A recent Gartner survey \revealed that 49% of companies are still working without a digital strategy. According to Gartner, “The survey found that that transformation to digital business has been difficult for many life insurance businesses and IT leaders as they try to build the case for innovation and change, but have a traditional culture which has proven resistant to change.”
Many individuals may think that if 49% of companies still don’t have a digital strategy that that is a surprisingly high number. To me, however, that number is very low.
I may be able to relate to this article better than people. I’ve been in the technology industry for almost 19 years I have had the fortune of working with many other companies, both big and small, including consulting firms. Many years ago, I worked for Microsoft as an Account Technical Specialist. My role was to help companies architect technical solutions to help their business run more effectively. The most common characteristic I found in those businesses was a “culture resistant to change”.
One account from my Microsoft years stood out in my mind after reading the Gartner article. They were an insurance company in New England (let’s call them Your Insurance Company, or YIC for short). Initially, my biggest challenge with YIC was securing time with their CIO (for anonymity sake, let’s just call him Joe) to discuss his environment and the business challenges. Once I found out he loved Thai food I would just schedule lunch meetings at his favorite Thai restaurant and it became easier to get his time. During our lunch meetings, Joe shared with me his process and vision for the company specifically around an IT strategy that moved his company onto new applications to become more efficient. Over the period of a few months we would follow up our lunch meetings with a tour of the different departments and discuss the underlying technology they were using and how they support it.
One afternoon I was taken on a tour of their security provisioning department, and Joe highlighted the department’s responsibility for provisioning new accounts and providing them the appropriate access to the systems and resources they would need as part of their role. This entire discussion sounded normal to me right up to the point when I asked, “What software are you using to provision and manage the user’s security access?”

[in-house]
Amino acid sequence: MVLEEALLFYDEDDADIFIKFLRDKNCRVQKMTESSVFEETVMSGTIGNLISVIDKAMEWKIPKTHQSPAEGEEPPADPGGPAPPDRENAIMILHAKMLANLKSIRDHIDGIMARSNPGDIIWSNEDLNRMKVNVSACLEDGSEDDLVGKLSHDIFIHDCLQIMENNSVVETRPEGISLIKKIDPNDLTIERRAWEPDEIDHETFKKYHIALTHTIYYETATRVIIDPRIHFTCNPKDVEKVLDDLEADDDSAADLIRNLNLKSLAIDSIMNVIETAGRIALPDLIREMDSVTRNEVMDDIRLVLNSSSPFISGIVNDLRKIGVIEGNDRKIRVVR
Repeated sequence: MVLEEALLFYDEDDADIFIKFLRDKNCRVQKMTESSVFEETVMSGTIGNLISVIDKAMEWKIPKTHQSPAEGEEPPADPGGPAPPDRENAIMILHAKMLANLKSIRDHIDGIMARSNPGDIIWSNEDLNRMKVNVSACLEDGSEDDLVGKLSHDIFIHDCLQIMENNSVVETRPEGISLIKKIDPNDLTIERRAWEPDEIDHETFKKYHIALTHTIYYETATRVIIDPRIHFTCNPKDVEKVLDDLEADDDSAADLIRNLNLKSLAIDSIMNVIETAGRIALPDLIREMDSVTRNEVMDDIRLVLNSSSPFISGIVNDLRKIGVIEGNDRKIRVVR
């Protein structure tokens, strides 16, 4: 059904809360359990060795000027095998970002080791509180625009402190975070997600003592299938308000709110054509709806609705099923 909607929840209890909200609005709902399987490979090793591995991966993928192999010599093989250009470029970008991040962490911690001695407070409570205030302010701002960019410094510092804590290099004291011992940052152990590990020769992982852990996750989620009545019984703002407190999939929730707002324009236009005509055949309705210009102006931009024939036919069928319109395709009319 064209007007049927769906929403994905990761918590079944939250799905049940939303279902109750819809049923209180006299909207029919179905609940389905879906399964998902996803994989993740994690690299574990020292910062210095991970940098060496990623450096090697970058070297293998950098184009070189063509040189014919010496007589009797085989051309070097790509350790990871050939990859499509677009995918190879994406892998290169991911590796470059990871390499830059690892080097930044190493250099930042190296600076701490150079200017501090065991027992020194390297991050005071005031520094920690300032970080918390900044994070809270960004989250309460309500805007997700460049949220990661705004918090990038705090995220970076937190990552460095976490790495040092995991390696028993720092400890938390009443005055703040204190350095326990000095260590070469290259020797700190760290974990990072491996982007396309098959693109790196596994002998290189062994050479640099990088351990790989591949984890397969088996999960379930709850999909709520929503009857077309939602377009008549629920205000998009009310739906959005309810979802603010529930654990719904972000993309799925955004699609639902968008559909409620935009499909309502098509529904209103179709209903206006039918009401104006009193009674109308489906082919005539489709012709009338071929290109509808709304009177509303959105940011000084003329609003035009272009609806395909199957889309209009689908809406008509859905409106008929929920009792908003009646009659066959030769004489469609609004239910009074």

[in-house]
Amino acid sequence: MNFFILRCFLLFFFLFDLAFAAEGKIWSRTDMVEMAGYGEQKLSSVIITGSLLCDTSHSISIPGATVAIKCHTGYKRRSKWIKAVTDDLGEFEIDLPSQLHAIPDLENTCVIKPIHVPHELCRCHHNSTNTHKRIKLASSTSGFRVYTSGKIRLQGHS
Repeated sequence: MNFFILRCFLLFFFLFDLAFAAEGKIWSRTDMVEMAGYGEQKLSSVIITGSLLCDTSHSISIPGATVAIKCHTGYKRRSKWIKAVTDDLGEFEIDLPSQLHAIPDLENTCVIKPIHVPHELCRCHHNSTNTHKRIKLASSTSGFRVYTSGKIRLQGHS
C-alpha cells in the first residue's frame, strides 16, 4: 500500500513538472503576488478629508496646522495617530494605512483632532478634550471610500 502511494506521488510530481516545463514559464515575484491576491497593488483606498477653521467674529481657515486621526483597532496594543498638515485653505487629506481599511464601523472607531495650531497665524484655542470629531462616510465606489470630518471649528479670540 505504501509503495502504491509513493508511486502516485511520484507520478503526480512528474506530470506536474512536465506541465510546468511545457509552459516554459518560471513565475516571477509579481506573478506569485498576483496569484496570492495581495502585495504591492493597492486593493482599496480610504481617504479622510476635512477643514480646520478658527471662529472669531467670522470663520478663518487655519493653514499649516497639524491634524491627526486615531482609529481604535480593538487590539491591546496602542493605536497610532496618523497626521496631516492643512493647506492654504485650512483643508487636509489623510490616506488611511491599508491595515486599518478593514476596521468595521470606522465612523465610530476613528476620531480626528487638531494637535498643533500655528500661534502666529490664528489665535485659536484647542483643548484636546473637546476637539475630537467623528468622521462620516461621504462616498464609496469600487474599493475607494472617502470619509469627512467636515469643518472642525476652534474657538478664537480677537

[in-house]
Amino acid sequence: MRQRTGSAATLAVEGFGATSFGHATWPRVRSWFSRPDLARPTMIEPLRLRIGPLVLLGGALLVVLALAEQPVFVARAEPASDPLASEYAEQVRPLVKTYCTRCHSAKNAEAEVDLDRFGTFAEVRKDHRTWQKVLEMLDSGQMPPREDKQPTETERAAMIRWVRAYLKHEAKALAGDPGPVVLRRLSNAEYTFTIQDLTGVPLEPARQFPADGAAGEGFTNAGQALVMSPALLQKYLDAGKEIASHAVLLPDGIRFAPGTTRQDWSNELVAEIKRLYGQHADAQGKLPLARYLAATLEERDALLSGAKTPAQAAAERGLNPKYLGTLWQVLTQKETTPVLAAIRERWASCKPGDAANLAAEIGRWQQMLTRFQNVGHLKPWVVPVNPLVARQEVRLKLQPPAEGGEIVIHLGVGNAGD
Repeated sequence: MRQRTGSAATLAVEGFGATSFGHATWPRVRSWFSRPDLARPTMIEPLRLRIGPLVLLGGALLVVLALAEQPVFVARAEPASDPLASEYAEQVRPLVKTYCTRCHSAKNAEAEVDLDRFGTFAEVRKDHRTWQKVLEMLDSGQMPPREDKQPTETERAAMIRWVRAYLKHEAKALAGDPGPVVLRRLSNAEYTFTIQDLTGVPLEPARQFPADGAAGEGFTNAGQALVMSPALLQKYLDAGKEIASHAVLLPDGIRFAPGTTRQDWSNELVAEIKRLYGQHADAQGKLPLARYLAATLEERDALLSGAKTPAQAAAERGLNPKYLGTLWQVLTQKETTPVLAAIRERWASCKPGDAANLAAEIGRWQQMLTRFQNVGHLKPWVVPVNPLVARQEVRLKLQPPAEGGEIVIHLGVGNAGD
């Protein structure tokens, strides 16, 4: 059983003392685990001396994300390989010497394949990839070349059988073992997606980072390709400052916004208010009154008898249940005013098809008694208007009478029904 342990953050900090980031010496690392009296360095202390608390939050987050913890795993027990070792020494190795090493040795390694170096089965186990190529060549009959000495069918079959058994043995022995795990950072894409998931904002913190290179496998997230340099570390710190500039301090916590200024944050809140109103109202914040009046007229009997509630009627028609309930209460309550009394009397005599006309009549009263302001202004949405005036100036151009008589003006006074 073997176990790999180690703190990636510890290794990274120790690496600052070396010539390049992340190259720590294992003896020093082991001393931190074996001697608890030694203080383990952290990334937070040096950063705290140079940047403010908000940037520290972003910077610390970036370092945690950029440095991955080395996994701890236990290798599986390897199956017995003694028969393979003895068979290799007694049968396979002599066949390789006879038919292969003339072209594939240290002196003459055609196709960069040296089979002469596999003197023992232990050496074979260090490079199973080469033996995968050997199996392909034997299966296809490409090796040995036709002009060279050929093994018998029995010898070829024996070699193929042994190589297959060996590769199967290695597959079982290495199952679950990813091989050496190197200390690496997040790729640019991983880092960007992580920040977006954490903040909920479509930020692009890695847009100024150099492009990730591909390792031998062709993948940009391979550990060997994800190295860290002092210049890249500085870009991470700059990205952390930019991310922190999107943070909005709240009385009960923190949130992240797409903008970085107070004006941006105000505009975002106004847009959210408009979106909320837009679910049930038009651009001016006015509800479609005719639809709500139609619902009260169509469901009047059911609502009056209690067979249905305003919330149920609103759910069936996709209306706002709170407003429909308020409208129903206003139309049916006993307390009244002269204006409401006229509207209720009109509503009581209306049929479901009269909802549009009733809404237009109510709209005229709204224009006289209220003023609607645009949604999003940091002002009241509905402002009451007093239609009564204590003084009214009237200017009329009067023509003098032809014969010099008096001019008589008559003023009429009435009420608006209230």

My expectation was that Joe would say Microsoft ILM or some other competitor’s solution, or even some home-grown system. It turned out, however, that they most definitely, had a home-grown system. Basically, the group of 16 people would manually process every request sent to them on paper forms. I almost started to laugh but the look on his face told me he was not joking and my laughter turned to dismay. As he walked me around the department’s open floor of desks I noticed that the people sat face to face with no cubical dividers between them so they could pass paper security requests forms back and forth with each other.
It was like a scene from a 1940s movie, except it was real. The only thing missing was a cloud of cigarette smoke in the air. Joe introduced me to the VP of the department (for anonymity’s sake, let’s call him Bill) and then Bill proceeded to explain the entire long and tedious manual process of how the HR department granted employees access to specific systems. The HR department submitted a paper security form to request the desired level of access for the new user and sent it to the provisioning department via inter office mail. Once the provision request forms were received, a processing manager would open the mail and assign it to one of the 16 employees based on their application focus. They would then process each request by logging into the system in question, and adding the user. In some cases, the user might need access to 5 or more systems and if that admin didn’t have responsibility for 1 of the 5 applications, they must pass the request over to an admin that did. With a smile on his face Bill said, “and for most users, we can have all the user’s accounts setup faster than our 5 day SLA allows.”